with the ceremony in her case, and asked that, for her sake, the men

might be dismissed from such attendance in so inclement a season. The

men blessed her for her goodness, and kneeled down and prayed that God

would preserve her.

She was extremely unwilling to go into the prison. As they approached

the part of the edifice where she was to be confined, through the

court-yard of the Tower, she stopped and sat down upon a stone, perhaps

a step, or the curb stone of a walk. The lieutenant urged her to go in

out of the cold and wet. "Better sitting here than in a worse place,"

she replied, "for God knoweth whither you are bringing me." However, she

rose and went on. She entered the prison, was conducted to her room, and

the doors were locked and bolted upon her.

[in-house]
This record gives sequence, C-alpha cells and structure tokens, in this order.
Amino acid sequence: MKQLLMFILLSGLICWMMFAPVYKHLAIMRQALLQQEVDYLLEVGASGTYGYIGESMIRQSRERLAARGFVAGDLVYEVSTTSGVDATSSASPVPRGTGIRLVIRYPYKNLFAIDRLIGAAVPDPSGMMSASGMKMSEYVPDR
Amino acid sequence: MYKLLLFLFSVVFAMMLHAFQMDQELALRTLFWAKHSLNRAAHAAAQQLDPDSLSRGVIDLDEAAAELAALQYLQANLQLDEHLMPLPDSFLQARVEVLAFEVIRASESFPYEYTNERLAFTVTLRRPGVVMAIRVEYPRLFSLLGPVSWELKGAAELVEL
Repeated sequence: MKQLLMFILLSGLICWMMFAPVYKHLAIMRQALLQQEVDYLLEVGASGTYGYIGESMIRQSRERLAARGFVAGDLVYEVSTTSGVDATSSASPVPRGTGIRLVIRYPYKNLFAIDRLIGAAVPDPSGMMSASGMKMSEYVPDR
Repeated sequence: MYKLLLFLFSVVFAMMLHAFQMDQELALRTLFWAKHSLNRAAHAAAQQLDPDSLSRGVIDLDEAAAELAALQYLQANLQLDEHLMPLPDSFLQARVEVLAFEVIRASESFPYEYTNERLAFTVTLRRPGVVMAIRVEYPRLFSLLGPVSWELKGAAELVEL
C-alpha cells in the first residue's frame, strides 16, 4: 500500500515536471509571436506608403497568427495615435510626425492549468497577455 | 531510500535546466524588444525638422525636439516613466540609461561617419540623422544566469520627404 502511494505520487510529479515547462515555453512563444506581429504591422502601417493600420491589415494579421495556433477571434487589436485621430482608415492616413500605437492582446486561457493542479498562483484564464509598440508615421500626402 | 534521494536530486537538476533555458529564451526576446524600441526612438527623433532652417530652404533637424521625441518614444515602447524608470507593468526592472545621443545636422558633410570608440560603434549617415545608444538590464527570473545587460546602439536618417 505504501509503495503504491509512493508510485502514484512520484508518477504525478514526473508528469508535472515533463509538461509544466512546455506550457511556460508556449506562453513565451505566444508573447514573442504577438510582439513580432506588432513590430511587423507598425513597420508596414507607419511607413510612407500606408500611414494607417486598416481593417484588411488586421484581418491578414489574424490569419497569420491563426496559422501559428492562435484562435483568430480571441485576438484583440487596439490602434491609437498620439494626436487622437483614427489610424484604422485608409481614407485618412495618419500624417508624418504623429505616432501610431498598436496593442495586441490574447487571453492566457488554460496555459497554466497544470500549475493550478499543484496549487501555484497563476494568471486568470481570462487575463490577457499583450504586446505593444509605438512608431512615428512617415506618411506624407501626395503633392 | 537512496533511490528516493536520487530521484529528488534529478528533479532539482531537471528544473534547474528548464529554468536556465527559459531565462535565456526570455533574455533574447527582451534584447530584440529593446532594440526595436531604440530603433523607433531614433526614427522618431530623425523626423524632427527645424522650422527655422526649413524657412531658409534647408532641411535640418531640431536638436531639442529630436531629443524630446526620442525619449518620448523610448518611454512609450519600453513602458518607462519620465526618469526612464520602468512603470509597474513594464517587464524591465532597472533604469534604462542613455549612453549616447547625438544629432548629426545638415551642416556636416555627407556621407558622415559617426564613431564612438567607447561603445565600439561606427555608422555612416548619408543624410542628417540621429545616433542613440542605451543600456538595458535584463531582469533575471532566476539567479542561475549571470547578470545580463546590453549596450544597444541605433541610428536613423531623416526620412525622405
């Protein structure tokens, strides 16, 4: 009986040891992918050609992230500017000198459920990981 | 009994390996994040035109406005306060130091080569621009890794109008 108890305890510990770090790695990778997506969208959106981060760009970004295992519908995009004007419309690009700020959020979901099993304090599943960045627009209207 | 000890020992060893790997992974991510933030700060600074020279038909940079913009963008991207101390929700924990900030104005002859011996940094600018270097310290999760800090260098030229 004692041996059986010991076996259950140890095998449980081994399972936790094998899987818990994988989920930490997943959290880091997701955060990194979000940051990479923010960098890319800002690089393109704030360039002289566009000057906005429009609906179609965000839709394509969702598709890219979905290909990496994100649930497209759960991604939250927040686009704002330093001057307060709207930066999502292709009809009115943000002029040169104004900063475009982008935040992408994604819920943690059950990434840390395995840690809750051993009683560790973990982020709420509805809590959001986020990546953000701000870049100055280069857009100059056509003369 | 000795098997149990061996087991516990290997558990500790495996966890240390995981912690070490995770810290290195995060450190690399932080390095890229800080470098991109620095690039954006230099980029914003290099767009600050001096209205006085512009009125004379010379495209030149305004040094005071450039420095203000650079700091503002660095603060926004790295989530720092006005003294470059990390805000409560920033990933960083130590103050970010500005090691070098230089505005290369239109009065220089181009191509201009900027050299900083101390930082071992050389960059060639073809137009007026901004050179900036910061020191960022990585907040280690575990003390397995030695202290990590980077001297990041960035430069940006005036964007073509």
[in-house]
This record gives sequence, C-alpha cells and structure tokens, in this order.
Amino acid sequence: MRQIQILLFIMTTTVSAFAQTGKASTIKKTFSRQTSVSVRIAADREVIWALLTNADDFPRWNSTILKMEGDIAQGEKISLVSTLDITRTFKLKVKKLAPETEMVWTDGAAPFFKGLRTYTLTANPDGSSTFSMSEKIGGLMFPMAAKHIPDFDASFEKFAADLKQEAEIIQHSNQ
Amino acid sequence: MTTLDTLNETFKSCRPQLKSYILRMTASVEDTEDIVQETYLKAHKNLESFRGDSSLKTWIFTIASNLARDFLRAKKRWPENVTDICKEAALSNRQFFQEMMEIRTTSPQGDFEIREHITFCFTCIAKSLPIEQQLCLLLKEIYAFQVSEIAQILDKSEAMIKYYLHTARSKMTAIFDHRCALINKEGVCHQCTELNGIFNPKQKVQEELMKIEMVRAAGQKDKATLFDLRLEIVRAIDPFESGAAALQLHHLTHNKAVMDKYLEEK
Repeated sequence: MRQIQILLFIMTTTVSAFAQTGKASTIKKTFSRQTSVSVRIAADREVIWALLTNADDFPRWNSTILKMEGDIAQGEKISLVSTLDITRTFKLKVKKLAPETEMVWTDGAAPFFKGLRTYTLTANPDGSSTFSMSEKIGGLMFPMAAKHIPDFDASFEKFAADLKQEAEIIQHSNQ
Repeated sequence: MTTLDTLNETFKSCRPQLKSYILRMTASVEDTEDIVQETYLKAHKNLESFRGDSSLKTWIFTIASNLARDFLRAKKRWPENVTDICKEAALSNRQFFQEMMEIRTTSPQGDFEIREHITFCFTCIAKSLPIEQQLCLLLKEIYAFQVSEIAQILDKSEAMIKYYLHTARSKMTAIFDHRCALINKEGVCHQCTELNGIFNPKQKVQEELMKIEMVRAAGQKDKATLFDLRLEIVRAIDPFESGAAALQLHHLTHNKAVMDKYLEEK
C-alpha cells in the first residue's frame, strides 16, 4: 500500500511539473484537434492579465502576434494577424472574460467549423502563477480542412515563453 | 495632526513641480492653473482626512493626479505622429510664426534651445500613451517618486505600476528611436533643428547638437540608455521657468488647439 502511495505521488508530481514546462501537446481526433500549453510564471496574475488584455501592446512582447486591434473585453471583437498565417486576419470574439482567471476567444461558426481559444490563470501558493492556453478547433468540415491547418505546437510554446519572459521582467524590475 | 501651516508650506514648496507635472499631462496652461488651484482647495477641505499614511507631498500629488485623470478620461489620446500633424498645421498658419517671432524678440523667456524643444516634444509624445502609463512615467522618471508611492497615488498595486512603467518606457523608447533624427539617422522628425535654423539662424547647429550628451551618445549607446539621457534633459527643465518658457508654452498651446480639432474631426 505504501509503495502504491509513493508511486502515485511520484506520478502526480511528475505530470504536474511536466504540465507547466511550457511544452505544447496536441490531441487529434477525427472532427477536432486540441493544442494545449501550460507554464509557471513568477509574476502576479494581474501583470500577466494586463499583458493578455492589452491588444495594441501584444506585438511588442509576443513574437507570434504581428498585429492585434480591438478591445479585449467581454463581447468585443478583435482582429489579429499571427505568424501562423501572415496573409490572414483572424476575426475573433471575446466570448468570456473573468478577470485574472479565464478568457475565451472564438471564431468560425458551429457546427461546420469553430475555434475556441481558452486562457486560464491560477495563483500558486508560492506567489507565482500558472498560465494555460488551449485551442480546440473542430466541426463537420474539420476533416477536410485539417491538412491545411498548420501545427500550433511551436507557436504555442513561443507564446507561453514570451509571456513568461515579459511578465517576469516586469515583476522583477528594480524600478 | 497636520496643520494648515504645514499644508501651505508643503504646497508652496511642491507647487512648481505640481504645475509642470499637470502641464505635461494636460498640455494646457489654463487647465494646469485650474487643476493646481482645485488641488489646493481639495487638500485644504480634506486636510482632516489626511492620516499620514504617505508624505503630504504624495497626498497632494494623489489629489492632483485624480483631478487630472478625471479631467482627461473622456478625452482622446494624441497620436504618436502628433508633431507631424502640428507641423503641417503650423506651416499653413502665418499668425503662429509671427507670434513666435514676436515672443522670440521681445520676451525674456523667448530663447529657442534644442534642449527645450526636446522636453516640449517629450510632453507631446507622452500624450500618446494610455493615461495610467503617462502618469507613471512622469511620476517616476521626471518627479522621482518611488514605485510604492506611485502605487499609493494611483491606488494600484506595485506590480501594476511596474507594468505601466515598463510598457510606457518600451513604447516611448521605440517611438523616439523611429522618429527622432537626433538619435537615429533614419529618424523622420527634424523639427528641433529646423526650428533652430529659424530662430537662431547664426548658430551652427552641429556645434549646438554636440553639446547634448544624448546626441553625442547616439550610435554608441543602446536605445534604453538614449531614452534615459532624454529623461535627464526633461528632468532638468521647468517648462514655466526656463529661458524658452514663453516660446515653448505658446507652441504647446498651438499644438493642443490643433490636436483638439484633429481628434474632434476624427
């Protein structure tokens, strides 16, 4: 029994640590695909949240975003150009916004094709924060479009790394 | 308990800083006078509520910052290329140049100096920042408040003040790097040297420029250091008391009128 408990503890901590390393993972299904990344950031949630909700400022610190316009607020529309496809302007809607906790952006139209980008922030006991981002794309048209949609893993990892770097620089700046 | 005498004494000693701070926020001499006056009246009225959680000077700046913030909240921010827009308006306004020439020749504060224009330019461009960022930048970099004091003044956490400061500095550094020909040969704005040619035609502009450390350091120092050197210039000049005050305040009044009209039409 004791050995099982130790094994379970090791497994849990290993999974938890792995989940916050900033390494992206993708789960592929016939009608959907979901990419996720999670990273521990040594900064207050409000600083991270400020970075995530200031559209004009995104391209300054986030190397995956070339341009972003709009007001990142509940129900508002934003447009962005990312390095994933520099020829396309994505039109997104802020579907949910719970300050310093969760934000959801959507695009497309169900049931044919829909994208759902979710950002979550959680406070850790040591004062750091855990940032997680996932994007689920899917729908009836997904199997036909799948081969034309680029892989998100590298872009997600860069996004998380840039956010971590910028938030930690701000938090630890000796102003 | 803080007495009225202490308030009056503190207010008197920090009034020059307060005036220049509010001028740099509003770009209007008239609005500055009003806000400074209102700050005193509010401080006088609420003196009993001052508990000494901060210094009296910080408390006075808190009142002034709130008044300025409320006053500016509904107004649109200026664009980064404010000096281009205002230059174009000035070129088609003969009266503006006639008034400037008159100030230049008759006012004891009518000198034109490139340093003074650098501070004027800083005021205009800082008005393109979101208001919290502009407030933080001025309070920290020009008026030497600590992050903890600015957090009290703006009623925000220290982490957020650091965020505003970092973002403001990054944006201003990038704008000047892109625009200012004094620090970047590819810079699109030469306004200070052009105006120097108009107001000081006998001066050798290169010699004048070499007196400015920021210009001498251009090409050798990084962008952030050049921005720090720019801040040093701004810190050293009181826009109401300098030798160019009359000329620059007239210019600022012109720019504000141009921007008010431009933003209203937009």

Elizabeth was kept closely imprisoned for a month; after that, some

little relaxation in the strictness of her seclusion was allowed.

Permission was very reluctantly granted to her to walk every day in the

royal apartments, which were now unoccupied, so that there was no

society to be found there, but it afforded her a sort of pleasure to

range through them for recreation and exercise. But this privilege could

not be accorded without very strict limitations and conditions. Two

officers of the Tower and three women had to attend her; the windows,

too, were shut, and she was not permitted to go and look out at them.

This was rather melancholy recreation, it must be allowed, but it was

better than being shut up all day in a single apartment, bolted and